And this is where the reader says, ‘So what?’ You know? ‘You’re coming in from the Palisades, you drive in, you get a good paycheck, you get to play one of the best roles in the world. So. What.’” He stares down at his barely touched lunch, a grilled ham and cheese sandwich propping up a pile of french fries. “But I was scared, because I was a cisgender male playing Maura Pfefferman. And my whole thing was, ‘Am I doing it right? Am I doing it right? Am I doing it right?’ To the point that I worried myself to death.”
That the author of the articles presumes to know what the reader is thinking isn’t just patronising, it’s also his way of telling us why we should care about Tambor and his mood swings.
But wait, there’s more.
While the overly sympathetic article makes a point of talking about all the time Tambor spends with his wife and young children (this is peppered throughout the piece but acts as a scene-setting tactic especially in the first paragraph and in the very last), it does nothing for Trace Lysette or Van Barnes (Tambor’s accusers) besides reducing their lives prior to Transparent to a mere few sentences that are aimed at painting a particular picture…
The (male) author sets the scene for Lysette by focusing on her looks, simultaneously objectifying her while focusing on her past as a stripper who once attempted suicide.
“A striking brunette with fair skin and aquamarine eyes, Lysette, who prefers not to disclose her age, grew up in Dayton, Ohio — she was the only male on her high school cheerleading team — then moved to New York City, where she began transitioning to female. She later found work at a Manhattan strip club, where she never let on to the clientele that she was transgender. After a bad breakup led to a suicide attempt — she slit her wrists on a side street walking home from the strip club one night — Lysette was admitted to Bellevue Hospital’s psychiatric ward.”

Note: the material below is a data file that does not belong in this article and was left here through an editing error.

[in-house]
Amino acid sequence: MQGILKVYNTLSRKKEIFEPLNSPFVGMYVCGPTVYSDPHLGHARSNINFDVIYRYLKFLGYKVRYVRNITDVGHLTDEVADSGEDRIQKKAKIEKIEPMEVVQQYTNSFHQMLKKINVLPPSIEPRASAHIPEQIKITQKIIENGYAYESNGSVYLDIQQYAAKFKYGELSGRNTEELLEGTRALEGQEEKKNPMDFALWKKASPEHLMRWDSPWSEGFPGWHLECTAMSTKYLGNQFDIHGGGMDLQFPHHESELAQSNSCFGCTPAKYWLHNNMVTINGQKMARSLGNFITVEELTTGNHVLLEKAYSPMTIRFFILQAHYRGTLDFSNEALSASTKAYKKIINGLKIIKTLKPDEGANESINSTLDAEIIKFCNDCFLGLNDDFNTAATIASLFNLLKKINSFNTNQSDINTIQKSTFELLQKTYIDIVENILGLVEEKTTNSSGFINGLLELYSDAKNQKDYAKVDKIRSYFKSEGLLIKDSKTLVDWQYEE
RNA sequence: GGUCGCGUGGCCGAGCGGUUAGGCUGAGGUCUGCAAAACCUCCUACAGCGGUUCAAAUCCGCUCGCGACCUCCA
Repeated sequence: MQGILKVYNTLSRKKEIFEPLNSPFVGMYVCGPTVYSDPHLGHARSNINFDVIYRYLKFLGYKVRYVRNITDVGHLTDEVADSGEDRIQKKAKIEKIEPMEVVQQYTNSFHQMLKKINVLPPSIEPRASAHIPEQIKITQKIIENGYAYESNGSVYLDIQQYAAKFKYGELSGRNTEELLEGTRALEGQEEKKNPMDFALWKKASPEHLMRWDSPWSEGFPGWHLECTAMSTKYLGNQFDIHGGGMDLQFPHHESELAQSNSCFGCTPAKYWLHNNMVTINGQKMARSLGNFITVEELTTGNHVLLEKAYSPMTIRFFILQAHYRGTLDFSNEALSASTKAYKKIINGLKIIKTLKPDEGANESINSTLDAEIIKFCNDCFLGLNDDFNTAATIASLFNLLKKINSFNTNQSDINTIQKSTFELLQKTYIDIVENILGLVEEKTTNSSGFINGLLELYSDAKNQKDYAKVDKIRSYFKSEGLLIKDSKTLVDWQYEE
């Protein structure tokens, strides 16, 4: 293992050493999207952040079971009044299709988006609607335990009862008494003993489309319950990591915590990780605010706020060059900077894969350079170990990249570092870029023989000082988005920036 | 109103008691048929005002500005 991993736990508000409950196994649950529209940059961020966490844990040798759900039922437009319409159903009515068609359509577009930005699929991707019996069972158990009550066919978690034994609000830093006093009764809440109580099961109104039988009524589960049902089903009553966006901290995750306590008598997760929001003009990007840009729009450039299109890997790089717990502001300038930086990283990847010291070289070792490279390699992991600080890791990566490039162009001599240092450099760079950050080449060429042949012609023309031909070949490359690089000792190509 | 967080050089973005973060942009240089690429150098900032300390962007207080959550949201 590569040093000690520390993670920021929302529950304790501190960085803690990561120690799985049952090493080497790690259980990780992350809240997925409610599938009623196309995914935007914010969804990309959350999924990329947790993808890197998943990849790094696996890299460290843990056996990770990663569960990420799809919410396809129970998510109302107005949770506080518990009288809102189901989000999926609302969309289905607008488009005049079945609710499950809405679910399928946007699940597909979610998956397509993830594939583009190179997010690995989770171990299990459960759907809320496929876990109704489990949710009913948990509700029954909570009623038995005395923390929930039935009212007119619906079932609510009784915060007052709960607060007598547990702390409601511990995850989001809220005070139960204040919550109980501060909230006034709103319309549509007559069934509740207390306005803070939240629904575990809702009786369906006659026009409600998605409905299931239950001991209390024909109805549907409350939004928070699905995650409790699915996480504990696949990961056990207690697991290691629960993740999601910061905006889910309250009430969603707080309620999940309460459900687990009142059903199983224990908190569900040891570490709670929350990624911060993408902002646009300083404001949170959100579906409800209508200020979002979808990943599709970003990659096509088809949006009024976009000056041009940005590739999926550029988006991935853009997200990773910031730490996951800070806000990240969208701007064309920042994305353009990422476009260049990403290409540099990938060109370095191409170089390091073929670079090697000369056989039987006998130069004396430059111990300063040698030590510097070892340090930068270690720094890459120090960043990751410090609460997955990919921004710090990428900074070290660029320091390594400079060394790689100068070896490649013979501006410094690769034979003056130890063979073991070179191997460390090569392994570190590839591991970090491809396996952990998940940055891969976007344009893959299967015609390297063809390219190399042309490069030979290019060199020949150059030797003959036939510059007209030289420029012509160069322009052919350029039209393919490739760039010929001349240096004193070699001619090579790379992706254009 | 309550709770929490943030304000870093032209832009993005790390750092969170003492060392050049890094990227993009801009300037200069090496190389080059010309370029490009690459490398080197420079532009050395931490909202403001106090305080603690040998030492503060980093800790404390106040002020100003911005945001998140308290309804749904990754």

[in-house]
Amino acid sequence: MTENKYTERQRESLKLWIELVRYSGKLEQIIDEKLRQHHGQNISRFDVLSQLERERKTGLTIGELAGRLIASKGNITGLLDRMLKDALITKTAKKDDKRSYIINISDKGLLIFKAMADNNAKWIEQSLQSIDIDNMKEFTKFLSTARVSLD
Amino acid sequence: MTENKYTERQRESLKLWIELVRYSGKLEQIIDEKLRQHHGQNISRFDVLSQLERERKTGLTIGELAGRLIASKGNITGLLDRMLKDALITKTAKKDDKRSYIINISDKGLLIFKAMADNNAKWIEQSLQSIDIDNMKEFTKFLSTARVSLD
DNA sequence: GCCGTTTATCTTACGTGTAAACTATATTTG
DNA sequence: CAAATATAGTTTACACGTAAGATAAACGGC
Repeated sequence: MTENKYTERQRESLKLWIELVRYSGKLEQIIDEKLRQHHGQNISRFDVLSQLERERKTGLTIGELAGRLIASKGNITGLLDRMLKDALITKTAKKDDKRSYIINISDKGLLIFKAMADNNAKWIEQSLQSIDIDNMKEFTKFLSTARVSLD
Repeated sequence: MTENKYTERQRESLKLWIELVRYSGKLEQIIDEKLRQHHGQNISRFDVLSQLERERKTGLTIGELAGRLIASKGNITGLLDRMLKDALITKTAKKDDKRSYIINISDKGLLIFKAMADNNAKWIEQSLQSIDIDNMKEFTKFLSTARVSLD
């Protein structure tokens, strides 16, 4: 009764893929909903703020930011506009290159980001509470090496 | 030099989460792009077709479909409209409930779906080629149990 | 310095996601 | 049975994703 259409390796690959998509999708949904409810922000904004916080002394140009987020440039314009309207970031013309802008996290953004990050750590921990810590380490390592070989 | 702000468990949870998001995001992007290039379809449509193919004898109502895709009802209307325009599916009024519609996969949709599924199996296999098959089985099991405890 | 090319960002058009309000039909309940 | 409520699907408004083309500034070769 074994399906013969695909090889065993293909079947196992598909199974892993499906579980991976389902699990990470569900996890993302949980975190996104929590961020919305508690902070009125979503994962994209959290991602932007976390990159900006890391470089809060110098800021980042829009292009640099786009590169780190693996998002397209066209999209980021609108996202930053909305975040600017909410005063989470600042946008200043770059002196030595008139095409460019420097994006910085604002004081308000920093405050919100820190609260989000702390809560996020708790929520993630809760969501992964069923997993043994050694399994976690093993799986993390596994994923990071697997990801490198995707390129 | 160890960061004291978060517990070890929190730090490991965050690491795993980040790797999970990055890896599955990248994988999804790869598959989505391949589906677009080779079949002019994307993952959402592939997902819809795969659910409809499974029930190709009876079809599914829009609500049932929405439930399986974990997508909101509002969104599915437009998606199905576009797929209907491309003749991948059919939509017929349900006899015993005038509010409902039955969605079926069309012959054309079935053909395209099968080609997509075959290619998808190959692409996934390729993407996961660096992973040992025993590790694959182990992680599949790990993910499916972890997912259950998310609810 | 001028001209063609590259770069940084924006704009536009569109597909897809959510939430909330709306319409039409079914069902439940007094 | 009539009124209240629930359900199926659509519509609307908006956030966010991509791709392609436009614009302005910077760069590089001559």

for a profile about jeffrey tambor's workplace misconduct, this article includes a bizarre amount of detail about one actress's unrelated suicide attempt and former job as a stripper.
— Gavia Baker-Whitelaw (@Hello_Tailor) May 7, 2018
Barnes doesn’t fare much better either as she’s described as having a reputation for “a raunchy sense of humor”, which somehow means she’s deserving of whatever sexual advances come her way, right?
““… she’s the dirtiest f**king talker in the world,” is how one staffer puts it — Tambor’s alleged offensive talk and occasional “butt pats” made Barnes increasingly uncomfortable.”
Lysette mentions the fact that she told multiple people of Tambor’s alleged assault, both on and off the show, yet nothing was done about it.
This is glossed over in favour of discussing the ways in which Solloway and Tambor had planned to make the fifth season of the show come together in light of all the on-set and off-set drama.
“Soloway suggested that, going forward, Tambor appear in the series only in flashback, as Mort Pfefferman, Maura’s pre-transition self. It was a not ideal but potentially workable concession to those who felt Tambor’s performance was an offensive example of “transface,” as some critics referred to it.”
At the end of the day, this entire article and the handling of the Tambor situation in general has been a great example of how not to approach accusations of sexual misconduct.
The interviewer doesn’t really press Tambor about his behavior or insist he take responsibility, lots of passive voice instead of active voice like these things just happened instead of him being an active participant in his behavior, the characterization of the women involved
— roxane gay (@rgay) May 7, 2018
But is anyone really surprised? Are we shocked at the real lack of consequences?
After all, everything has worked out in Tambor’s favour.
He has a number of former cast-mates happy to defend him publicly and the debut of Season 5 of Arrested Development is just around the corner…
Sounds about right.